Concrete performance subject to coupled deterioration in cold environments

    Research output: Contribution to journalArticleScientificpeer-review

    3 Citations (Scopus)

    Abstract

    The design of concrete durability is normally based on the assessment of its performance when subject to a single deterioration mechanism. In reality, concrete structures are subject to varying environmental exposure conditions which often results in multi-deterioration mechanisms occurring. The Nordic climate, with cold harsh winters, poses a severe challenge to the long-term durability of concrete. The most common deterioration mechanisms are freeze-thaw damage, carbonation and chloride induced corrosion. Research is now more focused on the assessment of coupled deterioration mechanisms. For instance, evaluating how cracks resulting from freeze-thaw influence chloride ingress, or how carbonation changes the surface properties and thereby influencing freeze-thaw scaling and chloride penetration. This paper presents the results of research projects at VTT focusing on coupling deterioration mechanisms. These research projects have built on several decades of concrete durability research at VTT, including 15 years of field station studies. The durability of the concretes has been assessed using both accelerated laboratory testing and also from in situ exposure results from field stations. This research has contributed to the development of concrete performance models and service life tools, supporting a holistic approach for deterioration assessment.

    Original languageEnglish
    Pages (from-to)228-234
    Number of pages7
    JournalNuclear Engineering and Design
    Volume323
    DOIs
    Publication statusPublished - 1 Nov 2017
    MoE publication typeA1 Journal article-refereed

    Fingerprint

    durability
    deterioration
    Deterioration
    Concretes
    chloride
    Durability
    Chlorides
    Carbonation
    research projects
    chlorides
    concrete structure
    holistic approach
    stations
    corrosion
    concrete structures
    crack
    service life
    penetration
    Concrete construction
    Service life

    Keywords

    • Chloride ingress
    • Chloride profiles
    • Concrete
    • Diffusion
    • Durability
    • Freeze-thaw

    Cite this

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    title = "Concrete performance subject to coupled deterioration in cold environments",
    abstract = "The design of concrete durability is normally based on the assessment of its performance when subject to a single deterioration mechanism. In reality, concrete structures are subject to varying environmental exposure conditions which often results in multi-deterioration mechanisms occurring. The Nordic climate, with cold harsh winters, poses a severe challenge to the long-term durability of concrete. The most common deterioration mechanisms are freeze-thaw damage, carbonation and chloride induced corrosion. Research is now more focused on the assessment of coupled deterioration mechanisms. For instance, evaluating how cracks resulting from freeze-thaw influence chloride ingress, or how carbonation changes the surface properties and thereby influencing freeze-thaw scaling and chloride penetration. This paper presents the results of research projects at VTT focusing on coupling deterioration mechanisms. These research projects have built on several decades of concrete durability research at VTT, including 15 years of field station studies. The durability of the concretes has been assessed using both accelerated laboratory testing and also from in situ exposure results from field stations. This research has contributed to the development of concrete performance models and service life tools, supporting a holistic approach for deterioration assessment.",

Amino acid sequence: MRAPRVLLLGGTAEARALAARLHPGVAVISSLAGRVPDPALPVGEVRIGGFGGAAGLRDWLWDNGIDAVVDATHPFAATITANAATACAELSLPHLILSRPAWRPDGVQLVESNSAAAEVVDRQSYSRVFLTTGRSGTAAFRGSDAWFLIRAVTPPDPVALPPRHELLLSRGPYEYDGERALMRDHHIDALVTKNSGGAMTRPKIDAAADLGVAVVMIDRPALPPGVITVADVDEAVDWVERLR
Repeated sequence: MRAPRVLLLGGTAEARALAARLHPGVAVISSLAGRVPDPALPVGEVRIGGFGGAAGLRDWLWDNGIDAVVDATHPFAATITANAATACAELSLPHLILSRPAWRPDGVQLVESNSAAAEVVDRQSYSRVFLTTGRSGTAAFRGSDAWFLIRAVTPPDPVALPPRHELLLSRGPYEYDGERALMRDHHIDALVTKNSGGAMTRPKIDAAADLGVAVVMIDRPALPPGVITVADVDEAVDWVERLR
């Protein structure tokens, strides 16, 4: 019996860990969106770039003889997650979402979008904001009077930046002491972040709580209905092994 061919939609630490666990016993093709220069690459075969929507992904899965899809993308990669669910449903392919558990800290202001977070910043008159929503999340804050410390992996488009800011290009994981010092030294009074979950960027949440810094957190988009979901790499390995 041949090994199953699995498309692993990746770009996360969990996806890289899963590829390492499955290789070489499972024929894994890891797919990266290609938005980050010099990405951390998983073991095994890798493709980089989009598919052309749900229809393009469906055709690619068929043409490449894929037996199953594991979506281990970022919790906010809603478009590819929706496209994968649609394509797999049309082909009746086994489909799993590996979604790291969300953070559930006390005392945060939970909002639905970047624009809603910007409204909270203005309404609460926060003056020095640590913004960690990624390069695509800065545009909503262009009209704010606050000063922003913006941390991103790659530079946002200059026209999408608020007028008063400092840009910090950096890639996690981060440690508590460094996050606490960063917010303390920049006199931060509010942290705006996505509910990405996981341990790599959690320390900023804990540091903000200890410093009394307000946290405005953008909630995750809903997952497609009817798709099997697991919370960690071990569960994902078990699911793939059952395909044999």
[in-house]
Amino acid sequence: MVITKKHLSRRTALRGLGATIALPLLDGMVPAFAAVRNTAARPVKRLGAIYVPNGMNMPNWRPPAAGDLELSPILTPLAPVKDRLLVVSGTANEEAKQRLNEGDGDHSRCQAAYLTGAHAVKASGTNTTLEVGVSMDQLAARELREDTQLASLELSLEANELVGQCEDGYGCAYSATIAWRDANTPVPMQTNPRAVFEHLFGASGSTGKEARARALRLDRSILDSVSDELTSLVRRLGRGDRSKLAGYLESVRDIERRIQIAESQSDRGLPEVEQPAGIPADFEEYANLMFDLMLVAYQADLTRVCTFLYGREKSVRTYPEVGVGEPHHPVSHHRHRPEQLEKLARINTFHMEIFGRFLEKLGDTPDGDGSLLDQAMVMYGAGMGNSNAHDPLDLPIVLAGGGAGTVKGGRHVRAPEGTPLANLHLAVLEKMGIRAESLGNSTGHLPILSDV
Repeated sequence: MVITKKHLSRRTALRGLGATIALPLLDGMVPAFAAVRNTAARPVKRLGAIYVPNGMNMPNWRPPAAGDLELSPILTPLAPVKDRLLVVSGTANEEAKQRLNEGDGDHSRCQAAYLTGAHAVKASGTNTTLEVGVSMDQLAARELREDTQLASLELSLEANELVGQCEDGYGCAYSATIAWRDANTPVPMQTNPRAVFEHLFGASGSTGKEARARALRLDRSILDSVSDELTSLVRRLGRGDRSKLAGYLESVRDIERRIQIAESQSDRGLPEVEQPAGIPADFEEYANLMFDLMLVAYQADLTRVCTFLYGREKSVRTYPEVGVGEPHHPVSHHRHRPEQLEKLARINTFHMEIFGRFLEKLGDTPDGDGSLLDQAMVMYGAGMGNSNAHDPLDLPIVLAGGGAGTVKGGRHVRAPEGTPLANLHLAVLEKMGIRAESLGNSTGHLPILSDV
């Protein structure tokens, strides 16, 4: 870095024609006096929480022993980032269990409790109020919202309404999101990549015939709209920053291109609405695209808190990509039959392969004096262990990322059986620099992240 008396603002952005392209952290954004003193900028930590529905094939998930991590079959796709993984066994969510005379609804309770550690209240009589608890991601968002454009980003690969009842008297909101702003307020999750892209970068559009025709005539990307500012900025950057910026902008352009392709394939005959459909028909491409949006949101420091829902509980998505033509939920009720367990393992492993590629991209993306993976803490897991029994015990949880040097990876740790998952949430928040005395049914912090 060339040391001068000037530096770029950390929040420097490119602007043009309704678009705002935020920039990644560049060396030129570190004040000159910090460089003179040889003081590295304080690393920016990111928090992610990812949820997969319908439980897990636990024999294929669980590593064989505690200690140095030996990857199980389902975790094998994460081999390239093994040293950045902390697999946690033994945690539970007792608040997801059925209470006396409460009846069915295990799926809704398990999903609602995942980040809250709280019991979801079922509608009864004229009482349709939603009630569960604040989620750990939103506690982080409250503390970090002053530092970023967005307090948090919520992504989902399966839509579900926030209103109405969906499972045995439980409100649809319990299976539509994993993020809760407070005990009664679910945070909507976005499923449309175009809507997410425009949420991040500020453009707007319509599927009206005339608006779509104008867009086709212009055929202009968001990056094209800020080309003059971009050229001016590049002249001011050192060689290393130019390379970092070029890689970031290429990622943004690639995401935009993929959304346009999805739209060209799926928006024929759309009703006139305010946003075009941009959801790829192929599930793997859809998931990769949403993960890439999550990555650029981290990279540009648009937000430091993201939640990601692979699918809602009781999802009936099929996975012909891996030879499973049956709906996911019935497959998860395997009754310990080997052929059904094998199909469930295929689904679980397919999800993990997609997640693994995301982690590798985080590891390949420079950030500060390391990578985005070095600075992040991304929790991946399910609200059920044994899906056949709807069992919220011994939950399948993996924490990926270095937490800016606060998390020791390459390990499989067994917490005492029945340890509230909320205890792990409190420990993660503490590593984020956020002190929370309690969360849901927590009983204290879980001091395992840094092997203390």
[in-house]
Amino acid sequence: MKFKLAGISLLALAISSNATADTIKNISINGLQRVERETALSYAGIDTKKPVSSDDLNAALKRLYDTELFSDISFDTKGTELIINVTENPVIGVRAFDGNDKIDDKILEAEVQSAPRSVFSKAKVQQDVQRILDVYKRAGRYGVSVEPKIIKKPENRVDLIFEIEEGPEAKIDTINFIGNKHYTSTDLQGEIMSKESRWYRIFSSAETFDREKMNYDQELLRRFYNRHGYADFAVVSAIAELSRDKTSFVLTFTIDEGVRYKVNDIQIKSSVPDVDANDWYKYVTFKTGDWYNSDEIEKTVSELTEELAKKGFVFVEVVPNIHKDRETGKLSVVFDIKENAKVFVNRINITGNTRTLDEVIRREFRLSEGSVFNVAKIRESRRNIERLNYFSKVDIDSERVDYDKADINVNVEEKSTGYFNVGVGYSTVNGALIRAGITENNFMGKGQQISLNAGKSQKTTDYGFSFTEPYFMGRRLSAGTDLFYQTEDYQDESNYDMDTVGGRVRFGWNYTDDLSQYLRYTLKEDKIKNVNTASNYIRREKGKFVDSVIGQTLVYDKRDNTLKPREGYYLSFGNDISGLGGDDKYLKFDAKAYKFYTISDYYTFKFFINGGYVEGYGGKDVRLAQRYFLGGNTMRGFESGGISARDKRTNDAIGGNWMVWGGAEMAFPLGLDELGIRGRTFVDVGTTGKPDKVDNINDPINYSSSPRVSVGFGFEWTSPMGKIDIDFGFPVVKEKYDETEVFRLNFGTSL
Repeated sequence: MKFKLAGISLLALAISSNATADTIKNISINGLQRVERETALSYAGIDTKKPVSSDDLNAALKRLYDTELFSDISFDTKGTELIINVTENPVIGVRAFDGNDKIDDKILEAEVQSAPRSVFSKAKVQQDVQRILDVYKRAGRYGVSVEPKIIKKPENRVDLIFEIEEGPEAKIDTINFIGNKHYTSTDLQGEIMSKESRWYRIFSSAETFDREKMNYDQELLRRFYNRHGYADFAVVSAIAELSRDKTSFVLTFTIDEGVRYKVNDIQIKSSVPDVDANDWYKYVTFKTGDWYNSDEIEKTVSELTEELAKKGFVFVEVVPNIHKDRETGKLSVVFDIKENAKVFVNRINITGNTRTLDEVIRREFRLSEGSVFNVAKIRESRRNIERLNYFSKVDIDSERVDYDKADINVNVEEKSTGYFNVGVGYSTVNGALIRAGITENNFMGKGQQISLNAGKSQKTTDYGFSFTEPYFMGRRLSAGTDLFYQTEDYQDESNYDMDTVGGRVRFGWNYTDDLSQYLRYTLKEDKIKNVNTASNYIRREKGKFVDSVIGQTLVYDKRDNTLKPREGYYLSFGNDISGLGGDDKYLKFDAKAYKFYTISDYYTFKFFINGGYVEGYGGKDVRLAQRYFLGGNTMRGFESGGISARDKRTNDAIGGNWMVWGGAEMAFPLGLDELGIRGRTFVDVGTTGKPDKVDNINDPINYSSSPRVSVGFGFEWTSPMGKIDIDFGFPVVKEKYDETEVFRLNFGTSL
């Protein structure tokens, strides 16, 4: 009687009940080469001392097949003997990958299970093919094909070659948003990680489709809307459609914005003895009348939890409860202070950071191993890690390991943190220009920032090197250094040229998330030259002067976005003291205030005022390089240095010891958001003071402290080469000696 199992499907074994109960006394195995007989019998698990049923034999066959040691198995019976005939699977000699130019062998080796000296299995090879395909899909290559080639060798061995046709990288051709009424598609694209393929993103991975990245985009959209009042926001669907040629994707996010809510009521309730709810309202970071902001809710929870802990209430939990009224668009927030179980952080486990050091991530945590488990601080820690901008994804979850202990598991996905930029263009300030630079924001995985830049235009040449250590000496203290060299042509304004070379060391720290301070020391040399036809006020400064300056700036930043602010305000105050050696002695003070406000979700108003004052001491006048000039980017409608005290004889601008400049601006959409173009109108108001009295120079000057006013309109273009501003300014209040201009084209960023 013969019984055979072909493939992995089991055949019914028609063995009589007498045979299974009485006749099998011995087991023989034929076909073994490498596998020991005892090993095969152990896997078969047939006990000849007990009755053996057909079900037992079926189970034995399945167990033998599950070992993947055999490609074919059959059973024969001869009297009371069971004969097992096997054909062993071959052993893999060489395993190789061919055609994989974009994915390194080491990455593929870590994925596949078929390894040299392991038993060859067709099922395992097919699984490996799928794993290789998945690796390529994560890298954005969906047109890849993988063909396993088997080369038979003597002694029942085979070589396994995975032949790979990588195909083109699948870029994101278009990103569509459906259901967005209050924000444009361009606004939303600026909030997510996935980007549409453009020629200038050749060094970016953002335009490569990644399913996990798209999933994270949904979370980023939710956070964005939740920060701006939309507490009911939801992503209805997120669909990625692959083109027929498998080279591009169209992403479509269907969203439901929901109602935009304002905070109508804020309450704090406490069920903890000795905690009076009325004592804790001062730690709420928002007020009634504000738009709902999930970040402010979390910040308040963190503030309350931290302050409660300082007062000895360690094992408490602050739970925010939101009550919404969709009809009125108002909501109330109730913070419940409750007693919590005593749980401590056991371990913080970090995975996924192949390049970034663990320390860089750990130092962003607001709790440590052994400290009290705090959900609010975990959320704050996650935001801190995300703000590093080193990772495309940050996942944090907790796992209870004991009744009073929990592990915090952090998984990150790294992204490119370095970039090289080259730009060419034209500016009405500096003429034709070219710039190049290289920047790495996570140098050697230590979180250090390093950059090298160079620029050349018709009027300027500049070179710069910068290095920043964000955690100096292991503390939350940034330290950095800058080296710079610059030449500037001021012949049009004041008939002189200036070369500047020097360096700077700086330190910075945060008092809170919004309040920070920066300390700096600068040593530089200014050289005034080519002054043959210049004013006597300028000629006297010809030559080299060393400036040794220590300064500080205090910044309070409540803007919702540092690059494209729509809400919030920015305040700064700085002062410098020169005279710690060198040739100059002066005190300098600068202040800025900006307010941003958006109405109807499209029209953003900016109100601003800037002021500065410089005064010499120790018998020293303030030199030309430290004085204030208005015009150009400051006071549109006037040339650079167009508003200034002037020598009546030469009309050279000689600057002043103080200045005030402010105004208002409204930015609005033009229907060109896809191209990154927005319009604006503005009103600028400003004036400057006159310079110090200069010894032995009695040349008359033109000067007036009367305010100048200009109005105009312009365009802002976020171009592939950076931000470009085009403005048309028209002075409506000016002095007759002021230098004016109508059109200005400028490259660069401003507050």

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    author = "Miguel Ferreira and Hannele Kuosa and Markku Leivo and Erika Holt",
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    Concrete performance subject to coupled deterioration in cold environments. / Ferreira, Miguel; Kuosa, Hannele; Leivo, Markku; Holt, Erika.

    In: Nuclear Engineering and Design, Vol. 323, 01.11.2017, p. 228-234.

    Research output: Contribution to journalArticleScientificpeer-review

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